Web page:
There were a few key pieces of evidence put forth at Steve Bohun’s trial. First, there were the plaster casts of the shoe impressions, showing the matching shoe print and tread pattern between Steve and the murderer. Second, there were the expelled shells from Fred’s rifle the police had found in the pasture where Steve and Fred had fired the couple of bullets when Steve returned the gun. The shells matched the shell found at the murder scene. There was Fred’s testimony of course, and finally there was Steve’s confession, made to the police while in custody.
Steve denied his confession, saying it was made under threat and torture, that Constable Rudick (one of the RCMP officers on the investigation) “beat him up.” His story was that he’d borrowed the rifle to go hunting and had fallen asleep beside the lake, waking only a few minutes before seeing Fred.
His defense cousel, John G. Diefenbaker, argued against allowing the confession. In court, he confronted Constable Beavan (another officer on the investigation) about it and questioned how it was obtained. Apparently they’d taken Bohun to the scene of the murder at 2:30AM where they’d allegedly shown him the blood stains. Beavan vehemently denied Diefenbaker’s suggestion that Steve was made to put his hand on them. As to the claim that Constable Rudick beat him up, Beavan stated that when Bohun made the accusation he had tried to get a doctor to come and look at him but Bohun had refused.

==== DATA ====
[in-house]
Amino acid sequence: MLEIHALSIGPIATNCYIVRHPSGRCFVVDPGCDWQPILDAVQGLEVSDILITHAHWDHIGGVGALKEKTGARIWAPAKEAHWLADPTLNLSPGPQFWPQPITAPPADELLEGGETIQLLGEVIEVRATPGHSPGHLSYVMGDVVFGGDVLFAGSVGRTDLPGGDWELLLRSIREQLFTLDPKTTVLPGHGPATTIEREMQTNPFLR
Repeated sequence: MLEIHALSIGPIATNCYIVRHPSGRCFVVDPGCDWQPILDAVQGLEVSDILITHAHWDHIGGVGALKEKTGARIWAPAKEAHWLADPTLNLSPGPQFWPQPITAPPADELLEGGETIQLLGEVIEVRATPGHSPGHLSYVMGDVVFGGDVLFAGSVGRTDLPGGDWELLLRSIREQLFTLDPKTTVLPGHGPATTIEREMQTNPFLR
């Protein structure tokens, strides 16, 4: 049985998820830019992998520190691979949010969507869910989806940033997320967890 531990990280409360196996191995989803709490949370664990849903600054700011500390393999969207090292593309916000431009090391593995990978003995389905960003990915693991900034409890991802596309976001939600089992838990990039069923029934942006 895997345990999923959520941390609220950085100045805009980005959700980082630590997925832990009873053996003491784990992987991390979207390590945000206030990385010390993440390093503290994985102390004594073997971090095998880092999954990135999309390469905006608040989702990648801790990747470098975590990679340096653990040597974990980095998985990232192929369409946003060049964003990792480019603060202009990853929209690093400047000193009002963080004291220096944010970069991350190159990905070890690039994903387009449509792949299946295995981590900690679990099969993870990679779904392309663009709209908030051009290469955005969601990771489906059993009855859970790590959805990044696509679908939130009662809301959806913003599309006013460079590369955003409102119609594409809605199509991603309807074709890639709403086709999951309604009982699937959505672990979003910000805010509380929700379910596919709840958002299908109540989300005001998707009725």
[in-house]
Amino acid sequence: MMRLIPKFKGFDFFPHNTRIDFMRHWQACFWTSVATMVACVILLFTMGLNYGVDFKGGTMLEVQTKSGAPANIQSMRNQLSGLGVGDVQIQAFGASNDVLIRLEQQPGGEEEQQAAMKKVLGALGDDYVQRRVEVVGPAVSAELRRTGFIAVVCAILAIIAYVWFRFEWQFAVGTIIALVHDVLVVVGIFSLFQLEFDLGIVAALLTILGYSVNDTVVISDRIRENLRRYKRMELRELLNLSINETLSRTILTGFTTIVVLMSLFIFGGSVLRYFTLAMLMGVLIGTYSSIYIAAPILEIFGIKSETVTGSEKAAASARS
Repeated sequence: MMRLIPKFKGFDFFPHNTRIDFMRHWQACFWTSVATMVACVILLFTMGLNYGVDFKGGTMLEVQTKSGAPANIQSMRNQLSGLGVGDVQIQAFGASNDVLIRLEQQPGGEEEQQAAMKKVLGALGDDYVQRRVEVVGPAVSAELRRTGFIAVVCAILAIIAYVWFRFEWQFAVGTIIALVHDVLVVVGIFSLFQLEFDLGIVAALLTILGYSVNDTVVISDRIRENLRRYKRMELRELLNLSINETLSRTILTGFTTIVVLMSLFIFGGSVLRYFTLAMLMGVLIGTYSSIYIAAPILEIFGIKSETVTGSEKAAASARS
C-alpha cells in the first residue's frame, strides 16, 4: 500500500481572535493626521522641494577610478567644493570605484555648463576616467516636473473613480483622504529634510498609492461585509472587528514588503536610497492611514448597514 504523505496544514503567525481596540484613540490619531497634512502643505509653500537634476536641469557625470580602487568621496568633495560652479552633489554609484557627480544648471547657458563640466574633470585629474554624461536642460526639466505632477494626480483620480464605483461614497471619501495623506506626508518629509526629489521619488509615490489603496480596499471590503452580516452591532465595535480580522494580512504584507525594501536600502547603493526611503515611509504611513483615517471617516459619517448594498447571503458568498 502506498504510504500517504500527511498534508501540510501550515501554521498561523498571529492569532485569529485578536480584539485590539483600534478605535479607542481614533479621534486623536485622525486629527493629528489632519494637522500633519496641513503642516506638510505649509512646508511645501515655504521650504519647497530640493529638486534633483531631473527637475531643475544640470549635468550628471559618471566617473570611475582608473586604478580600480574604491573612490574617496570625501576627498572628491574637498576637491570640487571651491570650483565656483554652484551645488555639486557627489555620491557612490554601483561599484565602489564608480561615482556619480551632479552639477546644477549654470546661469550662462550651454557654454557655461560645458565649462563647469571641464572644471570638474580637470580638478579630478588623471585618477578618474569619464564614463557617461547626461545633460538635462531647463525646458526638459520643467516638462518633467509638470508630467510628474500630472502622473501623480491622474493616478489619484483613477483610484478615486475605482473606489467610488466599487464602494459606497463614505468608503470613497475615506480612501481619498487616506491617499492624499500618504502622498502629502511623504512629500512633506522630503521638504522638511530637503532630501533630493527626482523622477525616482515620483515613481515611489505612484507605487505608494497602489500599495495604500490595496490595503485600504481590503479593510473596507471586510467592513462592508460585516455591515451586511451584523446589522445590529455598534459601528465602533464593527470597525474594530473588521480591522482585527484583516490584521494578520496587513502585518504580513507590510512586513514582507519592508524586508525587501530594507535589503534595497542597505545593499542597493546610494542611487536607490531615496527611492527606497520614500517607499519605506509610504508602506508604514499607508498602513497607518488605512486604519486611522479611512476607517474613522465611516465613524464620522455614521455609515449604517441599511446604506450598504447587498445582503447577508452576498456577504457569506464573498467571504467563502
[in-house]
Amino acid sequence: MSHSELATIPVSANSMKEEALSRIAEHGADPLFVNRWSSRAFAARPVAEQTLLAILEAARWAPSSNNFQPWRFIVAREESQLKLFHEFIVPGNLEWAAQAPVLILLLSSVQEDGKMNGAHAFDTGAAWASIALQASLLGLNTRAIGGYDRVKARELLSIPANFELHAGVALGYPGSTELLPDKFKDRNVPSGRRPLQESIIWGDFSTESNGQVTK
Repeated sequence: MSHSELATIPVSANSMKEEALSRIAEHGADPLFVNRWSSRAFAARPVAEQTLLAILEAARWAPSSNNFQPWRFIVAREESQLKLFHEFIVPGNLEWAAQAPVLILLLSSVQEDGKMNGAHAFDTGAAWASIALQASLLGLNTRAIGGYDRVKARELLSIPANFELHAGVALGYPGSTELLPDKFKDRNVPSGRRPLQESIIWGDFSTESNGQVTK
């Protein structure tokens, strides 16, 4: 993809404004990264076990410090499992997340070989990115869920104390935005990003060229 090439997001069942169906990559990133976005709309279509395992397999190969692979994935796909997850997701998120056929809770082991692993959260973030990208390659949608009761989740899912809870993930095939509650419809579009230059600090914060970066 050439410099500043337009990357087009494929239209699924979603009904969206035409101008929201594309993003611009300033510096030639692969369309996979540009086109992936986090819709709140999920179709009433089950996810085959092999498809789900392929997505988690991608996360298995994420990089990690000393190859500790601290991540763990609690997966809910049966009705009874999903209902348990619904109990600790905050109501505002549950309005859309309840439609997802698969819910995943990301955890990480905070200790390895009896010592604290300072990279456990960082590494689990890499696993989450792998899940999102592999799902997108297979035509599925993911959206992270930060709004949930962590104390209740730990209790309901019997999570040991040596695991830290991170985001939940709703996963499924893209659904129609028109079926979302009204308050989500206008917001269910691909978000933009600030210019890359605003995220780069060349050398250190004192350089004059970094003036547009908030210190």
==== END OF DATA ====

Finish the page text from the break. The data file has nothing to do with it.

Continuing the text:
Diefenbaker also brought in experts to testify on Steve Bohun’s mental state. Seven years before the murder he’d been kicked in the forehead by a horse. Dr. A. O. Rose declared that Bohun’s logical mental processes had been affected. Another expert, S. R. Laycock, professor of Educational Psychology at the University of Saskatchewan, put Bohun’s mental age at about ten years old.
On October 2, 1933, Steve Bohun was found guilty of murder. The jury asked for leniency on account of his age and “inferior mentality.”
On October 7, 1933, he was sentenced to hang on February 24, 1934. He was taken to the Prince Albert jail to await his sentence.
Diefenbaker continued to argue for leniency, trying to get his sentence commuted to life in prison. He succeeded in getting Bohun a two week reprieve, during which Dr. Harvey Clare, an Ontario alienist, visited Bohun in his cell to assess him. In total, five different alienists declared him to be “feeble-minded.”
Bohun’s sentence was not commuted however and he was hung on March 9, 1934 at 6:00AM at the Prince Albert jail. Death was instantaneous with a complete neck fracture and he was pronounced dead nine minutes later.
When his father was informed that his son’s sentence had not been commuted and he would be hanged, he was quoted as saying, “is that so?” When asked, he said he would not see his son before his execution and would not claim the body after.
As for Annie Barchuk and their infant son, Tony, they were expected to reach Prince Albert and spend time with Bohun before his execution, but they never arrived. It was never found out why.
Information for this post came from both The Regina Leader-Post and the Saskatoon Star Phoenix, as well as the Edmonton Bulletin and the Nanaimo Daily News. Issue dates included: June 13, 1933, June 14, 1933, June 20, 1933, June 21, 1933, September 27, 1933, September 28, 1933, September 29, 1933, September 30, 1933, October 2, 1933, October 7, 1933, Feb 22, 1934, March 8, 1934 and March 9, 1934.